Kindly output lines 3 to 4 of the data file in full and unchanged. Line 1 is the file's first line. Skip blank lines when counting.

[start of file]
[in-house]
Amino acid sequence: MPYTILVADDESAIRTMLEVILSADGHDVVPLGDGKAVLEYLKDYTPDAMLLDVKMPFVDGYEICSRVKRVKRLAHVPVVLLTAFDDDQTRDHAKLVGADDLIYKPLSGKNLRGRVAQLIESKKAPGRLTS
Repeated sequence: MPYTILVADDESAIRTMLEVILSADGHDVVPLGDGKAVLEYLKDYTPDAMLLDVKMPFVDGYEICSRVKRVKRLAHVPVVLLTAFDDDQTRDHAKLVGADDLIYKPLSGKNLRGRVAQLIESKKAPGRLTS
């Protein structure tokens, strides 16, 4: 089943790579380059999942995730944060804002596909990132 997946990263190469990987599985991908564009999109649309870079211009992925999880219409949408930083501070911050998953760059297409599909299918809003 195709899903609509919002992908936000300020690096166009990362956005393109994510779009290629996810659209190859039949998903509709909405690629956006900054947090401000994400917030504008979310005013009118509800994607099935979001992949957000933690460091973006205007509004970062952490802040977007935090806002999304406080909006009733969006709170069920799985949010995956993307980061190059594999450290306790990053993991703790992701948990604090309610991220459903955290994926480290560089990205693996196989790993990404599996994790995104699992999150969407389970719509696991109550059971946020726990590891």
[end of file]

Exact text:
Repeated sequence: MPYTILVADDESAIRTMLEVILSADGHDVVPLGDGKAVLEYLKDYTPDAMLLDVKMPFVDGYEICSRVKRVKRLAHVPVVLLTAFDDDQTRDHAKLVGADDLIYKPLSGKNLRGRVAQLIESKKAPGRLTS
């Protein structure tokens, strides 16, 4: 089943790579380059999942995730944060804002596909990132 997946990263190469990987599985991908564009999109649309870079211009992925999880219409949408930083501070911050998953760059297409599909299918809003 195709899903609509919002992908936000300020690096166009990362956005393109994510779009290629996810659209190859039949998903509709909405690629956006900054947090401000994400917030504008979310005013009118509800994607099935979001992949957000933690460091973006205007509004970062952490802040977007935090806002999304406080909006009733969006709170069920799985949010995956993307980061190059594999450290306790990053993991703790992701948990604090309610991220459903955290994926480290560089990205693996196989790993990404599996994790995104699992999150969407389970719509696991109550059971946020726990590891």